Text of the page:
Big Pharma’s Addiction, Profiting off U.S. Opioid Abuse

While opioid addiction increases among Americans, so escalates pharmaceutical companies’ addiction to profit.

Evidence reveals pharmaceutical companies, considered collectively, (aka Big Pharma), purposely mislead physicians and patients via marketing and drug representatives in order to increase sales.

In 2007, Purdue Pharma, producer of the opioid painkiller OxyContin, agreed to pay $600 million in fines in one of the most costly lawsuits against a drug company. Purdue pleaded guilty to “misbranding” the narcotic “with the intent to defraud or mislead,” which is a felony under the federal Food, Drug, and Cosmetic Act, according to the lawsuit.

The lawsuit explains that Purdue sales reps told health care providers that OxyContin creates less chances for addiction than immediate-release opioids despite the company’s study revealing alternative results. Reps also falsely told health care providers patients “could stop therapy abruptly without experiencing withdrawal symptoms” and they “would not develop tolerance to the drug,” according to the lawsuit.

Purdue aggressively marketed the drug.

“One of the cornerstones of Purdue’s marketing plan was the use of sophisticated marketing data to influence physician’s prescribing,” according to an article written by Art Van Zee, MD, in the American Journal of Public Health, and “to target the physicians who were the highest prescribers for opioids across the country.”

Along with distributing branded promotional items to health care professionals, Purdue bribed sales reps with lucrative bonuses to increase the sale of OxyContin.

This resulted “in a large number of visits to physicians with high rates of opioid prescriptions, as well as a multifaceted information campaign aimed at them,” according to the AJPH article.


OxyContin is one of three of the most common drugs involved in prescription opioid overdose death, according to the Centers for Disease Control and Prevention. According to the CDC’s website, nearly half of all opioid overdose deaths involve a prescription opioid.

cdcwonder2016_2

Nearly 50 million American adults have significant chronic pain or severe pain, according to a study by National Institutes of Health’s National Center for Complementary and Integrative Health. Drug companies like Purdue Pharma have used this evidence to pressure physicians into treating chronic pain patients solely with opioids, such as OxyContin, and in 2012, more than 259 million opioid prescriptions were written with 1.9 million Americans addicted to opioid painkillers, according to the National Safety Council.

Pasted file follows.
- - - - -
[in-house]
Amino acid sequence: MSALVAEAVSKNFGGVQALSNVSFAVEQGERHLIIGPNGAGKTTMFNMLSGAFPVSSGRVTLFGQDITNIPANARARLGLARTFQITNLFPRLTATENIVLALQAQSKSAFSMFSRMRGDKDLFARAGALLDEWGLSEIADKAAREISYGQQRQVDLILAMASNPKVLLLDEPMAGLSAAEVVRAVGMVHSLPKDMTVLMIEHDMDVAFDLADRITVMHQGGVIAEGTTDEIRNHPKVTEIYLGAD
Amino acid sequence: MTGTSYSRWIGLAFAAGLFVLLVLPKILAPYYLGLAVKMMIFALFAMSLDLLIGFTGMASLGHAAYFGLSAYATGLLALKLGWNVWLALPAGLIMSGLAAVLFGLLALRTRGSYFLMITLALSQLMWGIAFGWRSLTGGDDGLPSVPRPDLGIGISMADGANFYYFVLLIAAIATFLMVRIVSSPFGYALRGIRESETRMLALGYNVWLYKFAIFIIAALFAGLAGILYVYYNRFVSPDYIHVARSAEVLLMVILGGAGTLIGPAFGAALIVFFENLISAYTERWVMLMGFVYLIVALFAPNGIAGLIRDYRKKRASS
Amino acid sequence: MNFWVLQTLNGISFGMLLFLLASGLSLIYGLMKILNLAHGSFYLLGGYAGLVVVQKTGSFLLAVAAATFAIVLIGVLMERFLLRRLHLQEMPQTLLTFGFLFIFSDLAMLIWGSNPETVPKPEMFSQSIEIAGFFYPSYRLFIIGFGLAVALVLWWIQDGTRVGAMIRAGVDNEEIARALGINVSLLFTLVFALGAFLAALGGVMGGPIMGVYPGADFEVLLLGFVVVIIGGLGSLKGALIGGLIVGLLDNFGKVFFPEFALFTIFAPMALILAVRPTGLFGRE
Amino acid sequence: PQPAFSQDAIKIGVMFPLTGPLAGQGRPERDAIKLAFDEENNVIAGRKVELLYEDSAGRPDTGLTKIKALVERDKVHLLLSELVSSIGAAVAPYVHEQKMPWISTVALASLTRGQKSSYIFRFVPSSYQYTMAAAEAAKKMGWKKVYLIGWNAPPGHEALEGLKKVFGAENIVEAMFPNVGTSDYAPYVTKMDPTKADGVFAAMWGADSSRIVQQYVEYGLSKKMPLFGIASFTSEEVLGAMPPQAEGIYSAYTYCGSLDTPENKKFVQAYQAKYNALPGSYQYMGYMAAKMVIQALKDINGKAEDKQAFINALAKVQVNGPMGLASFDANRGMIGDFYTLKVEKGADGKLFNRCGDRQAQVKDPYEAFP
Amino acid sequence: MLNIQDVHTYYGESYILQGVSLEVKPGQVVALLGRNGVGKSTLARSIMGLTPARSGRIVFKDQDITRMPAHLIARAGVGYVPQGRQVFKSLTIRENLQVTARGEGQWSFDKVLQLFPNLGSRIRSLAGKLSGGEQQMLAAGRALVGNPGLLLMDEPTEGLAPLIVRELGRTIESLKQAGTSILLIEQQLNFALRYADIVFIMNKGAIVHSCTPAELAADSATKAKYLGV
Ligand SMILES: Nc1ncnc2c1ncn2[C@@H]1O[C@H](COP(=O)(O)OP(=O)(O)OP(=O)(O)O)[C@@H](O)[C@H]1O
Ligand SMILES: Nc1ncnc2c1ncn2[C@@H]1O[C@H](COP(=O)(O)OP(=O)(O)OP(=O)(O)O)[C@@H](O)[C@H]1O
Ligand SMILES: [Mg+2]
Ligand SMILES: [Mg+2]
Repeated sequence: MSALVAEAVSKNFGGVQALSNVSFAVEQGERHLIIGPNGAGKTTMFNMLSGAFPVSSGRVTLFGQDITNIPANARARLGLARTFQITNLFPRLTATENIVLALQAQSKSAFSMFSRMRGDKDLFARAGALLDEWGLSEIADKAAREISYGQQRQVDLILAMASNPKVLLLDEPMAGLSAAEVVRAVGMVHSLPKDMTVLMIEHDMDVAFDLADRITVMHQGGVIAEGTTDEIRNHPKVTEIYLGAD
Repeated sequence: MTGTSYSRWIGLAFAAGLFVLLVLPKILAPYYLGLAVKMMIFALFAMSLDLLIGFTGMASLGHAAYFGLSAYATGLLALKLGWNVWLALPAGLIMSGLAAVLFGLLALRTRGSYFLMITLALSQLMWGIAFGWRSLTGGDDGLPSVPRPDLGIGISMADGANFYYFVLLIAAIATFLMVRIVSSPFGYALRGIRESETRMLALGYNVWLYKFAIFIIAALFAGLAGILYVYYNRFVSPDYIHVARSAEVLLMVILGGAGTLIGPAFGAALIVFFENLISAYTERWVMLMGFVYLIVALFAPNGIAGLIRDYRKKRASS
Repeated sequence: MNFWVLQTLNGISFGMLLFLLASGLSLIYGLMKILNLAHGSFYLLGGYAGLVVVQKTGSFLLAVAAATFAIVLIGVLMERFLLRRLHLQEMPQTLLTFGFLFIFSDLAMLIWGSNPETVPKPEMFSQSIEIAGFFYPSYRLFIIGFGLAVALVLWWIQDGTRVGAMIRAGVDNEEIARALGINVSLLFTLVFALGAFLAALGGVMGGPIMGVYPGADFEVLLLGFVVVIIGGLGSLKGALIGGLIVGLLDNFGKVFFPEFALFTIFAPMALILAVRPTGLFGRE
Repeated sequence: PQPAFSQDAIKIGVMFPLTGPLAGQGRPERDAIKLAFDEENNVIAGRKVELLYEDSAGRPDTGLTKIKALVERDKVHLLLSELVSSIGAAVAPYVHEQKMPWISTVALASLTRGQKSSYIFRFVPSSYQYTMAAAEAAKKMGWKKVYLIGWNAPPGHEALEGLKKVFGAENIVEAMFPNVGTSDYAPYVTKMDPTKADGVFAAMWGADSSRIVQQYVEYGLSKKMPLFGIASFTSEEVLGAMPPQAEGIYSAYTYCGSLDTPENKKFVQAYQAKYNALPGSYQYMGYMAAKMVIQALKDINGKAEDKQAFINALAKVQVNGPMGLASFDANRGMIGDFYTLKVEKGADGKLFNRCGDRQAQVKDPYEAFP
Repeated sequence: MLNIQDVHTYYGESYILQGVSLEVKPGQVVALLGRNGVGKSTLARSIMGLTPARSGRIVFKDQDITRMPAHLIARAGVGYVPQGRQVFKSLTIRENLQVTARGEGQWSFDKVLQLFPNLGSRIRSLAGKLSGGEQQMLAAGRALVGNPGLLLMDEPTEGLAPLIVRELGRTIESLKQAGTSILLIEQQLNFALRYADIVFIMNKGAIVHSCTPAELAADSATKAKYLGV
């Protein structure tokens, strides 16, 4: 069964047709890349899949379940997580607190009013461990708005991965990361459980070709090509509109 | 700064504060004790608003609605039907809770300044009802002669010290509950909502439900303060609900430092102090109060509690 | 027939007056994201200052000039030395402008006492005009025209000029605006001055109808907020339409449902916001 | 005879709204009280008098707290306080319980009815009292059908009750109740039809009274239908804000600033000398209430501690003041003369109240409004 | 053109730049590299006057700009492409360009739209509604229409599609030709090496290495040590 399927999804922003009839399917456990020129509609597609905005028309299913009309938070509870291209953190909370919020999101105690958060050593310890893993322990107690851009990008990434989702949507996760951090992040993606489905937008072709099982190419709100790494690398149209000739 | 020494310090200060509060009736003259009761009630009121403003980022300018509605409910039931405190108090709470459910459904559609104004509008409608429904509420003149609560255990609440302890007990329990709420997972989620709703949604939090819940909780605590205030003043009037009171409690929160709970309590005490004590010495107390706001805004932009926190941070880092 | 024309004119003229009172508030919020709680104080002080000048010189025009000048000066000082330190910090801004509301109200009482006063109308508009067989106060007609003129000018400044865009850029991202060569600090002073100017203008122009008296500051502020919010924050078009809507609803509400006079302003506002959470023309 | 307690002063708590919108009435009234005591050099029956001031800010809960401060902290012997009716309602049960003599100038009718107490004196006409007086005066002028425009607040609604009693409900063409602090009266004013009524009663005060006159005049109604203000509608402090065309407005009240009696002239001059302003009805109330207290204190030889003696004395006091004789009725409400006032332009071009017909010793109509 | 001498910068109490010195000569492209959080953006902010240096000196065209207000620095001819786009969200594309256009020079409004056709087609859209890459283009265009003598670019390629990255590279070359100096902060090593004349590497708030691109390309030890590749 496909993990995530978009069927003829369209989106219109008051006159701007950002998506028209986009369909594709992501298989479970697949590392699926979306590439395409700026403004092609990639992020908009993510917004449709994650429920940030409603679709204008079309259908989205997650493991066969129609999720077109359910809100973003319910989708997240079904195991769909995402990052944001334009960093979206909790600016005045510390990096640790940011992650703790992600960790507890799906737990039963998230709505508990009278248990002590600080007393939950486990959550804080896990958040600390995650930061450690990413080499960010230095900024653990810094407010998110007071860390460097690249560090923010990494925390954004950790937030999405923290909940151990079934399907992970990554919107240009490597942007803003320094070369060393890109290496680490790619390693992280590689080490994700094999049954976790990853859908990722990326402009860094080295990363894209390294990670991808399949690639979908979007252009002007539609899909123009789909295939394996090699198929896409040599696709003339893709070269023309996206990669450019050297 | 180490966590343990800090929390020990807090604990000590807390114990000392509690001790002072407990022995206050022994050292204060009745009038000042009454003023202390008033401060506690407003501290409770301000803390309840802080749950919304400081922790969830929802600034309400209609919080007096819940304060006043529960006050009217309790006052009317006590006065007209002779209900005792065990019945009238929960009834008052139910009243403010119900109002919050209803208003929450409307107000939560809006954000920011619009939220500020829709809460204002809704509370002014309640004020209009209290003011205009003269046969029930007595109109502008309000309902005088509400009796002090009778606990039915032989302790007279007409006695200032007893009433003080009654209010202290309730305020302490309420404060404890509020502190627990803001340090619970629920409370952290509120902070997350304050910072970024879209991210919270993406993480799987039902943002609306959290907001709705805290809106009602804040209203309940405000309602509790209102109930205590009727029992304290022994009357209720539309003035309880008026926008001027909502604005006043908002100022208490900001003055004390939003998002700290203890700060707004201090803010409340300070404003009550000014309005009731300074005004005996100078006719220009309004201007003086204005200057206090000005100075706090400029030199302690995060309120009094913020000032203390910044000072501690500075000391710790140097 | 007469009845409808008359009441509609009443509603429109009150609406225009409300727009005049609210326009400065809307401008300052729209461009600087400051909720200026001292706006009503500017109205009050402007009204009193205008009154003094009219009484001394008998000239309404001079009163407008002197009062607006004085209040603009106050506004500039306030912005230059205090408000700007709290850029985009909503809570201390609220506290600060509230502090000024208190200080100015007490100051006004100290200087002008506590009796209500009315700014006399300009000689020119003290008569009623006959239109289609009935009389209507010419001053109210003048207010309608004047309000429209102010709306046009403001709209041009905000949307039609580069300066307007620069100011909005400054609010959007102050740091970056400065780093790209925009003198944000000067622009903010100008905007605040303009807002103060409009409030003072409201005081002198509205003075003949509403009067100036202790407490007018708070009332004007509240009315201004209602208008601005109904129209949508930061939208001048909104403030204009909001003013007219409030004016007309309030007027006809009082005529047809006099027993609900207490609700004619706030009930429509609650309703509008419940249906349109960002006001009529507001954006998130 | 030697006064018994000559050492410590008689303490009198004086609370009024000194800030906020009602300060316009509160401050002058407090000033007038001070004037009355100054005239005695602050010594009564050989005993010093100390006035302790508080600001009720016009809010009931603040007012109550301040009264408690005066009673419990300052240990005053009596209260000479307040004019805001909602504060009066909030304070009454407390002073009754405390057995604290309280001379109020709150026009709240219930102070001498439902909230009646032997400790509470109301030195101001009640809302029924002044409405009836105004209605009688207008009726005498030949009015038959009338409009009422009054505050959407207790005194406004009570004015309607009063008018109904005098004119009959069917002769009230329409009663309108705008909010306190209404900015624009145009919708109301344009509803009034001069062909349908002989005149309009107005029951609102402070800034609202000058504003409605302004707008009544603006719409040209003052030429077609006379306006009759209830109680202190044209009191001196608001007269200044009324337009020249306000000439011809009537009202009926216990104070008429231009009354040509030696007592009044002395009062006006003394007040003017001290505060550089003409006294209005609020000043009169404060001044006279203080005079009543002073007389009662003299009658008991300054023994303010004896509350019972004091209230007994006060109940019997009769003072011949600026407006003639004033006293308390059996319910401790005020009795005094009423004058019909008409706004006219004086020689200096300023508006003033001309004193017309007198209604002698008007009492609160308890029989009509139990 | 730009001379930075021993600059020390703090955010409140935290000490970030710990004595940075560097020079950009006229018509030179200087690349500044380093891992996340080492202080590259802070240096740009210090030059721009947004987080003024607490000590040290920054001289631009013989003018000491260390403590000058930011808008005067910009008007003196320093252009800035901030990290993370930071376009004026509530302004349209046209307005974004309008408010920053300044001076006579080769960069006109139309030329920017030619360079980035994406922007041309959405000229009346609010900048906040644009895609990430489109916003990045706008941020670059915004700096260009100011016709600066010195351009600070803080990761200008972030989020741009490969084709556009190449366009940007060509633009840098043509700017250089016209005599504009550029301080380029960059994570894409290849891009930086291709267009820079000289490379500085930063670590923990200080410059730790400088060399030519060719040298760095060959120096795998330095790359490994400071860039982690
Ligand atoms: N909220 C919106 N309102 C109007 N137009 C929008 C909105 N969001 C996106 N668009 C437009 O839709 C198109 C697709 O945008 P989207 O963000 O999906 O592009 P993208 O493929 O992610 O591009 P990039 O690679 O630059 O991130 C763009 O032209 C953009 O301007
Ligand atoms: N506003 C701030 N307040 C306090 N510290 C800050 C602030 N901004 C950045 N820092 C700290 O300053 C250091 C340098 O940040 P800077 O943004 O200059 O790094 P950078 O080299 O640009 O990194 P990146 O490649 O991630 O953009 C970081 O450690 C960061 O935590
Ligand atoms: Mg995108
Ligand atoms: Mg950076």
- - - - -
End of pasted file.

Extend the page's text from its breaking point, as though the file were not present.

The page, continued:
prescription painkillers

And as opioid sales increase, so rises opioid caused deaths and treatment admissions, according to the Annual Review of Public Health.

opioid trend


Big Pharma’s influence continues to grow stronger via lobbyists and medical education.

In effort to persuade Congress, the pharmaceutical industry has spent $880 million nationwide on lobbying and campaign contributions from 2006-2015 to deter lawmakers from passing legislation that restricts patient access to opioids, according to an investigation from the Center for Public Integrity and the Associated Press.

And records show from 1996-2002, “Purdue funded more than 20,000 pain-related educational programs through direct sponsorship or financial grants, providing a venue that had enormous influence on physicians’ prescribing throughout the country,” according Dr. Zee’s article.

While several factors contribute to America’s opioid abuse epidemic, the increased availability of prescription opioids, such as OxyContin, pushed by Big Pharma like Purdue, should receive strict review and counsel by our government. Physicians should also heed caution and check facts before believing drug reps and marketing.

According to Dr. Zee’s article, “The public interest and public health would be better served by a redefinition of acceptable and allowable marketing practices for opioids and other controlled drugs.”

-JL Smith


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